As seen in Toronto Sun on August 25, 2018

Domenic Carnicelli of Carriage Gate Homes says the true test of a downtown revitalization is that people will get to know the lifestyle and want to live there.
As editor of a new home section, I am fortunate to meet with a wide variety of builders, from custom home builders in smaller Ontario towns to the developers of the very largest of condo towers in downtown Toronto.

Better yet, if those meetings occur in person and in “their backyards”, as I get to see what they are all about as well as hear from them.

So, I made the trip out to Burlington last week for a casual meeting with Domenic Carnicelli of Carriage Gate Homes, a Hamilton-based builder of custom estate homes.

I admit it, I had have never heard of them before, that is, until I got a call from their PR representative with a friendly invitation to come out and see them.

First things first, with 30 years in the real estate development business dating back to 1988, Carriage Gate prides itself on its approachability and commitment to quality designs.

The builder also has an eye to future growth in the surrounding area, and at the same time, is undergoing a transition from builder of custom estate homes only to a developer of boutiquestyle condos.

Recent major projects include the Legacy in Ancaster (an enclave of upscale single-family luxury homes on 50’, 55’, 60’ and 66’ lots) and now under construction is The Berkeley, a 17-storey, hotel-inspired condominium in downtown Burlington. (Occupancy is slated for December 2018 with suites ranging size from 632 sq. ft. to over 1,500 sq. ft.).

No doubt, they build beautiful homes, check out the web site at for examples of their style.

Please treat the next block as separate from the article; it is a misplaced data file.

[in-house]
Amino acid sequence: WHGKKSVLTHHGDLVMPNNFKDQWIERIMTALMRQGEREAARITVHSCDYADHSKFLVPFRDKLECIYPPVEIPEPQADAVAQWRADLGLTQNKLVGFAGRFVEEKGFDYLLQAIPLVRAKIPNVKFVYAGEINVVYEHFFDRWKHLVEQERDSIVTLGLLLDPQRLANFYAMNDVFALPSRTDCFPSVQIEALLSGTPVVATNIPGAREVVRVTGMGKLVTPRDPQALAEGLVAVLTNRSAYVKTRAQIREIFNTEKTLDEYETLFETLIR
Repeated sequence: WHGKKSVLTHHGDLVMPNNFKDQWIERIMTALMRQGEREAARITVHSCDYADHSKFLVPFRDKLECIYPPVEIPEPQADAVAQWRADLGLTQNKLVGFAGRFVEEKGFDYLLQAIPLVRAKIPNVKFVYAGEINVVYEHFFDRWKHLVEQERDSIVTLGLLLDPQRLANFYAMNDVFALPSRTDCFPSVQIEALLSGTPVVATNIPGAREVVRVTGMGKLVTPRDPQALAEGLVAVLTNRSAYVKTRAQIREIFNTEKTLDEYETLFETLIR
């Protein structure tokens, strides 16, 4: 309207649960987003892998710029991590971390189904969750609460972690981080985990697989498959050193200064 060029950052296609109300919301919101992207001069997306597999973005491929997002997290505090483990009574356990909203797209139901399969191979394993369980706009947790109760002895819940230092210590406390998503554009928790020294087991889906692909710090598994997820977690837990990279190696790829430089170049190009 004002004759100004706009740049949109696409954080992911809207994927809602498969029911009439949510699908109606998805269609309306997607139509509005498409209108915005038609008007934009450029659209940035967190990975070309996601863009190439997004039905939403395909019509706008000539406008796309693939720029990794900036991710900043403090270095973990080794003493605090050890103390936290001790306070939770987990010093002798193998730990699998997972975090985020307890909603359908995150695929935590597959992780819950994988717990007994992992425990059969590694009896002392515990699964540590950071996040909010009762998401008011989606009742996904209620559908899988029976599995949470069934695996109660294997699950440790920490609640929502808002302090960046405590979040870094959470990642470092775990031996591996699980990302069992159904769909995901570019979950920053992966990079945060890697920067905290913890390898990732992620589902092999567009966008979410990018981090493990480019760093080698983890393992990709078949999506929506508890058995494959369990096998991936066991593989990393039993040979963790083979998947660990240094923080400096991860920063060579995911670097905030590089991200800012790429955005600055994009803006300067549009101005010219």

But I do get a sense from my meeting with Carnicelli that this is a builder that wants to go beyond operating “under the radar” where word-of-mouth is its primary way of doing business. It wants to be heard.

Carnicelli, who will next year be president of the Hamilton-Halton Home Builders’ Association, says his goal is simply to “foster a positive message” that builders do strive to enhance the communities they build in while bringing spin-off economic benefits to the local busineses and organizations around them.

For example, in addition to the Berkeley, Carriage Gate will be launching a new yetto-be-named “art-inspired” condominium project in downtown Burlington to be located at 421 Brant St. across from the City Hall.

The project will include a commitment to the arts and culture in Burlington with a donation to public art, and an art partnership program.

Sounds good but seeing is believing. Our meeting over lunch was followed by an impromptu tour of Burlington’s downtown area and a visit to the sales office.

No doubt, this is a city that got its waterfront right and it was easy for me to see.

Along its lakefront are wide paths that are completely open to the public and are comfortably shared by bikers, pedestrians and young families with strollers, plus lots of nearby parking

But beyond the waterfront being a “a great place to park the car and walk around,” says Carnicelli, as important is how the downtown is being revitalized and “the people who know the lifestyle really want to live here.”

Driving along Brant St, I feel there is an energy here and it’s confirmed by the number of new specialty shops, restaurants and coffee shops in the area. The Village Square is now close to full occupancy and a testimony to the new life and energy that a condo can bring.

Carnicelli is promising that the Berkeley and the other condo projects will integrate with the downtown through pleasing streetscapes and common areas.

“The importance of walkability can’t be overstated for the people who now live here,” he adds. Sounds like a story worth getting out.

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